100 Days of Sudan’s Transitional Government: Now What?
In September, the first ministerial cabinet since the removal of the country’s longtime President Omar al-Bashir took its oath amid high hopes and expectations. The cabinet had a good idea of what it was facing. The economy was in such a crisis it triggered protests that quickly turned into anti-government demonstrations last December. … The cabinet set its 200th day as evaluation time, after announcing that achieving peace in conflict areas in Sudan and improving the economy were among its top priorities. Wednesday marks 100 days since the swearing-in… On the 100th day since the swearing-in of the executive ministerial cabinet, and for the first time since the war started in Blue Nile in 2011, humanitarian aid reached Yabous, an area controlled by the armed opposition Sudan’s People Liberation Movement/Army-North (SPLM/A-N) led by Abdelaziz al-Hilu. … But what set this apart from the previous mission is that, for the first time in more than eight years, humanitarians facilitating the operation were able to fly in from Sudan’s capital Khartoum to an opposition-held territory. Al Jazeera

US Software Giant Signs Deal with Sudan Bank
The agreement between Oracle, Sudan’s Central Trading Company, Nile Bank, and other local partners will improve efficiency and compliance for Nile Bank. It will also make lending to small business and rural customers cheaper and more streamlined, which is a potential boon to the Sudanese economy. The signing ceremony was attended by the US embassy acting Deputy Chief of Mission Keith Hughes. He said that the deal was an example of the changes Sudan has achieved, not only in the political sphere but in the economy too. The entry of Oracle Corporation into the Sudanese financial services solutions market is considered an important step on the path towards the normalisation of Sudan’s economic relations with the rest of the world. It follows the recent efforts of the Sudanese government to showcase the new Sudan and to invite global corporations to do business with, and invest in, Sudan. Radio Dabanga

India Says 20 Crew Kidnapped from Tanker off Togo
India’s foreign ministry has said that 20 of its nationals had been kidnapped from an oil tanker in West African waters, where piracy has been on the rise. “Our Mission in Abuja has taken up the matter with the Nigerian authorities, as also with the authorities of the neighbouring countries,” the ministry said in a statement on Monday. The Marshall Islands-flagged vessel, Duke, was attacked by pirates about 115 nautical miles (about 213km) southeast of the coast of Lome, the capital of Togo, according to the safetyatsea.net website. The ship’s operator, Union Maritime, wrote on its website that the craft was “attacked and boarded” while carrying fuel oil to the Togolese capital Lome from Angola and that the company was working with relevant authorities to resolve the incident. The shipping industry has warned in recent months about increased incidents of piracy and kidnapping in the Gulf of Guinea, particularly around Nigeria. Al Jazeera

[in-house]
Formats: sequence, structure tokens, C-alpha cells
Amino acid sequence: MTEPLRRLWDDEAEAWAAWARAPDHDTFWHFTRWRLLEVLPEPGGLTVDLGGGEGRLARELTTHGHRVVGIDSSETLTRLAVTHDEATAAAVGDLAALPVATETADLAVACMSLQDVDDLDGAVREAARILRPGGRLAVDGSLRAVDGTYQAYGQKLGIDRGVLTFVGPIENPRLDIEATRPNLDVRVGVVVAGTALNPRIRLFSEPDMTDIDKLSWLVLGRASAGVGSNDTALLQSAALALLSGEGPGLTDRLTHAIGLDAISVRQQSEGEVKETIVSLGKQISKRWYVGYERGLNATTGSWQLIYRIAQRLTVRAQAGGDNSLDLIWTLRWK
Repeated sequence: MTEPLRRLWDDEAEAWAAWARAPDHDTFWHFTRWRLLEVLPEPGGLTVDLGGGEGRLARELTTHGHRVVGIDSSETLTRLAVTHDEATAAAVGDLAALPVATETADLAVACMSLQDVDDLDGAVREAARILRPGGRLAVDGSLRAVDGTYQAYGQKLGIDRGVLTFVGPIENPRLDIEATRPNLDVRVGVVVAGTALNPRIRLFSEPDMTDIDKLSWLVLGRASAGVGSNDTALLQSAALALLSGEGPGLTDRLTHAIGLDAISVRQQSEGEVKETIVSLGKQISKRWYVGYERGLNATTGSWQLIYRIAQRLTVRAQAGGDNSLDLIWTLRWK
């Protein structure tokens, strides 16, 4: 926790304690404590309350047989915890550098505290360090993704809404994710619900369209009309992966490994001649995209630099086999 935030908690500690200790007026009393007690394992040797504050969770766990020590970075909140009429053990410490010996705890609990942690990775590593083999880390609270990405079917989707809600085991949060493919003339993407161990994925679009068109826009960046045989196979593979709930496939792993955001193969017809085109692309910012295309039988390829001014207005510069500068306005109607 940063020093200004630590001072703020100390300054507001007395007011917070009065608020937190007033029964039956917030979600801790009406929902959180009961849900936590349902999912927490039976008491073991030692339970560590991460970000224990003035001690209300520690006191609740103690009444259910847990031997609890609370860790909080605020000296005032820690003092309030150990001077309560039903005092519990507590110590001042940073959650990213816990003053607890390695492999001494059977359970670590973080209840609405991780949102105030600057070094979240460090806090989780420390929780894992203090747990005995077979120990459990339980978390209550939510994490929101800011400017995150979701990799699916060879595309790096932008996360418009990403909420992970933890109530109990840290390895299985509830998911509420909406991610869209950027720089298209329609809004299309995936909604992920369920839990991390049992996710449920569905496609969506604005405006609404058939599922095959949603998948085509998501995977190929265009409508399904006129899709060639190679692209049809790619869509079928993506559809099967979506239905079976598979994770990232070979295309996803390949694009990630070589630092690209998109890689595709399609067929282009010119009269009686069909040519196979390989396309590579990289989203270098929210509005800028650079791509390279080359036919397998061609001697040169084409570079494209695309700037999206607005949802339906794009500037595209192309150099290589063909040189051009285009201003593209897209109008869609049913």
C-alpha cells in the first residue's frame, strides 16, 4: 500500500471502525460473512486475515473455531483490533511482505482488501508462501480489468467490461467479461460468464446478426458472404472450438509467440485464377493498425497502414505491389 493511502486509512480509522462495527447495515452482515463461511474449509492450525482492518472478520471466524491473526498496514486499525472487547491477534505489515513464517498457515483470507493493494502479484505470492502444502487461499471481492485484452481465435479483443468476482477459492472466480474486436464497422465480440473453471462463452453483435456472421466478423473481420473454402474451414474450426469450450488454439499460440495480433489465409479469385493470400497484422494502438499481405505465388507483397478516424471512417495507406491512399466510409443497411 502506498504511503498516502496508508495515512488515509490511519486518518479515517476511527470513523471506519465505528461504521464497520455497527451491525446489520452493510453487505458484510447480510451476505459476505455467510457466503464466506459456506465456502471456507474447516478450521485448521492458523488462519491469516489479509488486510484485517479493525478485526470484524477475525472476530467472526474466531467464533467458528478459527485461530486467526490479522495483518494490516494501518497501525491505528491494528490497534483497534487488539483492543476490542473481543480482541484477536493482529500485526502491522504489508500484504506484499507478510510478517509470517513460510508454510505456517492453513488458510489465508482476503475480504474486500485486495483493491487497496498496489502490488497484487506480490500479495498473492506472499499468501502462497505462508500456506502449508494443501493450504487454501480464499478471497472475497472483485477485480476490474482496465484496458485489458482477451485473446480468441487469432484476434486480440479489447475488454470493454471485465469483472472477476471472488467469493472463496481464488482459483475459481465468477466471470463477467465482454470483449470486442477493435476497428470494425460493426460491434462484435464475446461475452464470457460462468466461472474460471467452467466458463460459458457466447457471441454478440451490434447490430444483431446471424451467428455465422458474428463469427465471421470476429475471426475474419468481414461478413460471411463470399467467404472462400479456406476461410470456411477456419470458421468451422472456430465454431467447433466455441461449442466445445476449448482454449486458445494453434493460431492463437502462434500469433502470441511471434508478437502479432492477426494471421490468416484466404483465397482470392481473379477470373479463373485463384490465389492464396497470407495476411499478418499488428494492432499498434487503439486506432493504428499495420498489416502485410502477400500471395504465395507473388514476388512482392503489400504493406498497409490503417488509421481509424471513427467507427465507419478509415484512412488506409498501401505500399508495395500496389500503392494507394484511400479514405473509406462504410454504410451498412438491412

Cameroon Military Seizes, Destroys Illegal Guns in North
Cameroon’s military has arrested several dozen men and destroyed hundreds of locally made guns and weapons the men allegedly circulated on the central African state’s northern border with Chad and Nigeria. A military compactor crushes more than 2,500 locally made guns, ammunition and other weapons the military says it seized over the past three weeks from smugglers, hostage takers, poachers and suspected Boko Haram fighters. Among those watching the destruction is Regine Esseneme, head of Cameroon’s department of justice in the northern town of Garoua. … ean Abate Edii, governor of Cameroon’s North region, says the weapons were seized after several raids on neighborhoods and villages suspected to be the hideouts of criminals operating in Cameroon and surrounding countries. The six-nation regional bloc CEMAC has frequently blamed the proliferation of small arms and light weapons for the armed conflicts, criminal and terrorist activities taking place in west-central Africa. VOA

10,000 Families to Be Moved from DR Congo Cobalt Site – Provincial Governor
DR Congo authorities are to pay some 10,000 families to move away from a south-eastern town sitting atop billions of dollars worth of cobalt, a provincial governor said Tuesday. “If the state determines that it is in the interest of the entire nation, it can relocate and compensate the inhabitants,” said Richard Muyej, governor of Lualaba province and a former interior minister. He said the relocation plan would cost some $800 million. Impoverished but mineral-rich DR Congo is the world’s largest producer of the rare metal, which is crucial for making batteries used in mobile phones and electric vehicles. … The cobalt reserves at Kasulo are estimated to be worth $100 billion, Muyej said, adding that prices for the mineral are bound to rise. The announcement comes as it emerged that five US tech giants including Apple, Microsoft and Google parent Alphabet have been named in a lawsuit over the death of child labourers in cobalt mines in the Democratic Republic of Congo. … Demand for cobalt is soaring, with world prices tripling in the four years up to 2018. The Democratic Republic of Congo produced two-thirds of the world’s cobalt in 2017. AFP